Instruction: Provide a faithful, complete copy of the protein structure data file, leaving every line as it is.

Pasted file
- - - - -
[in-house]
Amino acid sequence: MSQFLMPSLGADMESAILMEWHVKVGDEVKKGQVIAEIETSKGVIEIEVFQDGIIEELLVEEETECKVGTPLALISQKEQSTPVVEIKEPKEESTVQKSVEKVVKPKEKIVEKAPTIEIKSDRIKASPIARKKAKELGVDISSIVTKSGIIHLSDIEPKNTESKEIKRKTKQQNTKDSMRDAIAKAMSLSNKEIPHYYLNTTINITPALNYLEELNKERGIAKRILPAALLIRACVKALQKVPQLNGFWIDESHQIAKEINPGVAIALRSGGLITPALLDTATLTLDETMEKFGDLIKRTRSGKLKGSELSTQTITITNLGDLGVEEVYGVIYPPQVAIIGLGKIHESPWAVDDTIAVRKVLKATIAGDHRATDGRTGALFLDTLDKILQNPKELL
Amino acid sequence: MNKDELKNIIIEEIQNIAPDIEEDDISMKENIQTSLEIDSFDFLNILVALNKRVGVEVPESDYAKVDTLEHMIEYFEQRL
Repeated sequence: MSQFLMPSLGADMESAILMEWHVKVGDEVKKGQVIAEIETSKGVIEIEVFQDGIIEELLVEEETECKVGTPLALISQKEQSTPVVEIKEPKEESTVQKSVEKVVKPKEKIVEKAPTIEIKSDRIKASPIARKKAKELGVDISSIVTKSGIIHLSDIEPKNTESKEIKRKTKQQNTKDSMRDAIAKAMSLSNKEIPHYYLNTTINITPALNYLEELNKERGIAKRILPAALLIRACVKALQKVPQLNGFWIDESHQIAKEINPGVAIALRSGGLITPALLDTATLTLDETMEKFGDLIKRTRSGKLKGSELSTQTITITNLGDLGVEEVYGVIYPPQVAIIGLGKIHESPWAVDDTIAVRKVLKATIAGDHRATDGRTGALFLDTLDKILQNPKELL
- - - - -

[in-house]
Amino acid sequence: MSQFLMPSLGADMESAILMEWHVKVGDEVKKGQVIAEIETSKGVIEIEVFQDGIIEELLVEEETECKVGTPLALISQKEQSTPVVEIKEPKEESTVQKSVEKVVKPKEKIVEKAPTIEIKSDRIKASPIARKKAKELGVDISSIVTKSGIIHLSDIEPKNTESKEIKRKTKQQNTKDSMRDAIAKAMSLSNKEIPHYYLNTTINITPALNYLEELNKERGIAKRILPAALLIRACVKALQKVPQLNGFWIDESHQIAKEINPGVAIALRSGGLITPALLDTATLTLDETMEKFGDLIKRTRSGKLKGSELSTQTITITNLGDLGVEEVYGVIYPPQVAIIGLGKIHESPWAVDDTIAVRKVLKATIAGDHRATDGRTGALFLDTLDKILQNPKELL
Amino acid sequence: MNKDELKNIIIEEIQNIAPDIEEDDISMKENIQTSLEIDSFDFLNILVALNKRVGVEVPESDYAKVDTLEHMIEYFEQRL
Repeated sequence: MSQFLMPSLGADMESAILMEWHVKVGDEVKKGQVIAEIETSKGVIEIEVFQDGIIEELLVEEETECKVGTPLALISQKEQSTPVVEIKEPKEESTVQKSVEKVVKPKEKIVEKAPTIEIKSDRIKASPIARKKAKELGVDISSIVTKSGIIHLSDIEPKNTESKEIKRKTKQQNTKDSMRDAIAKAMSLSNKEIPHYYLNTTINITPALNYLEELNKERGIAKRILPAALLIRACVKALQKVPQLNGFWIDESHQIAKEINPGVAIALRSGGLITPALLDTATLTLDETMEKFGDLIKRTRSGKLKGSELSTQTITITNLGDLGVEEVYGVIYPPQVAIIGLGKIHESPWAVDDTIAVRKVLKATIAGDHRATDGRTGALFLDTLDKILQNPKELL